A Revealing Distillation of ‘Life’ from Igor Levit

13/11/2018

Various composers (in arrangements by Igor Levit), ‘Life’: Igor Levit (piano), Chan Centre, Vancouver, 4.11.2018. (GN)

Igor Levit © Robbie Lawrence

Bach/Brahms – Chaconne in D minor BWV1004
Busoni – Fantasia after J. S. Bach KIV253
Schumann – Variations on an Original Theme WoO24 ‘Ghost Variations’
Wagner/Liszt – ‘Solemn March to the Holy Grail’ from Parsifal
Liszt/Busoni – Fantasy and Fugue on ‘Ad nos, ad salutarem undam’

One has quickly come to identify pianist Igor Levit with far-reaching projects, but his ongoing international tour of ‘Life’ – and a two-CD set just released for Sony – is a very personal statement, a response to the death in 2016 of a close friend, Hannes Malte Mahler. It was natural to expect a reflective feeling in the proceedings, the pianist probing into the myriad subtle emotions between deep sorrow and hope. The music assembled was innovative: a set of transcriptions by Busoni, Brahms and Liszt, principally anchored in Bach. Since all works other than the opening Bach/Brahms Chaconne were played continuously, the recital achieved an overarching meditative quality, spawning a sense of almost endless improvisational development through varied and undulating terrain. Always noticeable was the patience and suspended beauty in Levit’s playing, often leading one to the darker, more fragile corners of intimate feeling yet always ready to coax out a richer redemption. This was an experience for very late at night.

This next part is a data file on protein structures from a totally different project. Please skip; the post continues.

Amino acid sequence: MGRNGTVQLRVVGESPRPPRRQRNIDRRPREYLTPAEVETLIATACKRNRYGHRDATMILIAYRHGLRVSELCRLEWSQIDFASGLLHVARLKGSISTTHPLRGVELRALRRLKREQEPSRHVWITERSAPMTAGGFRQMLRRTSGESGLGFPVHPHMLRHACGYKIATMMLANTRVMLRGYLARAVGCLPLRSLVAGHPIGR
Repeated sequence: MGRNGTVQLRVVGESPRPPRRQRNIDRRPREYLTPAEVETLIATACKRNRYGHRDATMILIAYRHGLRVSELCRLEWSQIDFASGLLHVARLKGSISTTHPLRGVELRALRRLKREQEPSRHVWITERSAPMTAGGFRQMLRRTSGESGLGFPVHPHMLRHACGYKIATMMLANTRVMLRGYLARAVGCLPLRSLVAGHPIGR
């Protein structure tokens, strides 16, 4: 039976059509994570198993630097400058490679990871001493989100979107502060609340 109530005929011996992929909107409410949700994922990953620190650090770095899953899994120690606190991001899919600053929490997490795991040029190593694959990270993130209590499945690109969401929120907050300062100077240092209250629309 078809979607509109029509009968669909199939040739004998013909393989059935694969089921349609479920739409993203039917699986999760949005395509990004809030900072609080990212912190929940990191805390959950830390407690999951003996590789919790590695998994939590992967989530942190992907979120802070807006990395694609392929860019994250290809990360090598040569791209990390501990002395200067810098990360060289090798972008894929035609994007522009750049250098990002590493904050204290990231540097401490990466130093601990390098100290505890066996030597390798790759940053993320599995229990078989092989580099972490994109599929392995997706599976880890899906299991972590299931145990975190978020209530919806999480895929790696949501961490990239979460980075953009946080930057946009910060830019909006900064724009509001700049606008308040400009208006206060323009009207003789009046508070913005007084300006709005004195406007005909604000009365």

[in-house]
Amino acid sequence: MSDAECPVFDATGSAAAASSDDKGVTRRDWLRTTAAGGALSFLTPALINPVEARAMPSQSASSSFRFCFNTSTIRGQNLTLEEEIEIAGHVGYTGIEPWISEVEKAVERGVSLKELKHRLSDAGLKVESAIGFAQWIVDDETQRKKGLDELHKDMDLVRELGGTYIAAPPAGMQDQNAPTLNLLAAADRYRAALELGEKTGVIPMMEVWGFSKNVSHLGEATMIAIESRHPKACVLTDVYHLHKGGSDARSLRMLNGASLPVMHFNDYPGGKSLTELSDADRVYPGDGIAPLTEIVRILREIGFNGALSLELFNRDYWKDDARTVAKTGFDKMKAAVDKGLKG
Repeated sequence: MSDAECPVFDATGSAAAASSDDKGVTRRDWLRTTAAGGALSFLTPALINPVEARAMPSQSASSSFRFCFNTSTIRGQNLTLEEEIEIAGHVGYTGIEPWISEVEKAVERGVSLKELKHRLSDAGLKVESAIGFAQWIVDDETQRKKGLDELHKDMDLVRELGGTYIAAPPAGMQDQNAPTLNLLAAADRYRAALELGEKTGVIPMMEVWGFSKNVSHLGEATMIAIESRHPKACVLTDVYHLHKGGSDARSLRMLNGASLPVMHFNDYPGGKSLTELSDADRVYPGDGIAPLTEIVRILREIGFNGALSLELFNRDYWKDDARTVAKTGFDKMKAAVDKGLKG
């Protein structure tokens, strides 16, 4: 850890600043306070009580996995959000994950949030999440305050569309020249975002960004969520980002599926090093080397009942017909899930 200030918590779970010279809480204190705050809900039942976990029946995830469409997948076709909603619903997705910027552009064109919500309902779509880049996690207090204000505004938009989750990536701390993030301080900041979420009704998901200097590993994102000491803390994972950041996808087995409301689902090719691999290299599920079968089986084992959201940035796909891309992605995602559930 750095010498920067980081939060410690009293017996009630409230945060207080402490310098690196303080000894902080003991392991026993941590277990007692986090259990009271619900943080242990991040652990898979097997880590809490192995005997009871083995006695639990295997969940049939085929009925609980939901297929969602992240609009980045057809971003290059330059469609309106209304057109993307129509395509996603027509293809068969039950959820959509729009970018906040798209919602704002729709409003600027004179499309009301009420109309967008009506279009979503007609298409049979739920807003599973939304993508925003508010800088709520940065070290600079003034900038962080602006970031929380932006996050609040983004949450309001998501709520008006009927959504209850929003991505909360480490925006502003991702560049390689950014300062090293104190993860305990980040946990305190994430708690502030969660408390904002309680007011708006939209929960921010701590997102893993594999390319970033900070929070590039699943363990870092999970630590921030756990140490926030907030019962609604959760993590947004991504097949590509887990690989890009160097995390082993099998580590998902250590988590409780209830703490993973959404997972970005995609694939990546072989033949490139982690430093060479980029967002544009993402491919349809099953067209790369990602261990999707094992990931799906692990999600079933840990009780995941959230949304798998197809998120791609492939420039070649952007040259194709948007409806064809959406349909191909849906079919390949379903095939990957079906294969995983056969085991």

It was an interesting choice to start with Brahms’ left-hand piano arrangement of Bach’s Chaconne in D minor, deriving from the composer’s solo violin Partita BWV1004. Levit moved it forth with tonal warmth and a considered sense of flow, paying close attention to both the rise and fall in the line of the counterpoint and the symmetry of phrase that affirm the Bach character. Even more conspicuous was a personal, speaking dimension in the playing, often musing softly in its own world but never shy of exposing an underlying nobility. The rubato and limpid articulation in its closing sections actually hinted at the otherworldliness of Beethoven’s last sonatas, and one is already aware how the pianist feels about these works.

There was greater eccentricity in Busoni’s Fantasia after J. S. Bach – and we now get the right hand of the piano too. The piece is marked Molto tranquillo e gravement and, while it does contain some explosive outbursts (inspiring a wonderfully granitic projection from Levit), it is the darker lyrical weavings of the piece that compel. The Liszt-like opening revealed softly etched, filigree textures from the pianist with coaxing rhapsodic flow, proceeding to more searching postures with great sensitivity. For all the deliberation in Levit’s playing and his desire to probe darker corners, the approach was never wayward: a sense of line was maintained even at the softest volumes and slowest tempos and created a luminous narrative overall. The delicately woven, infinitely soft pianissimo at the end cast a genuine spell. It was Levit’s ability to convey so many different shades of emotional uncertainty, isolation and hope that was distinctive.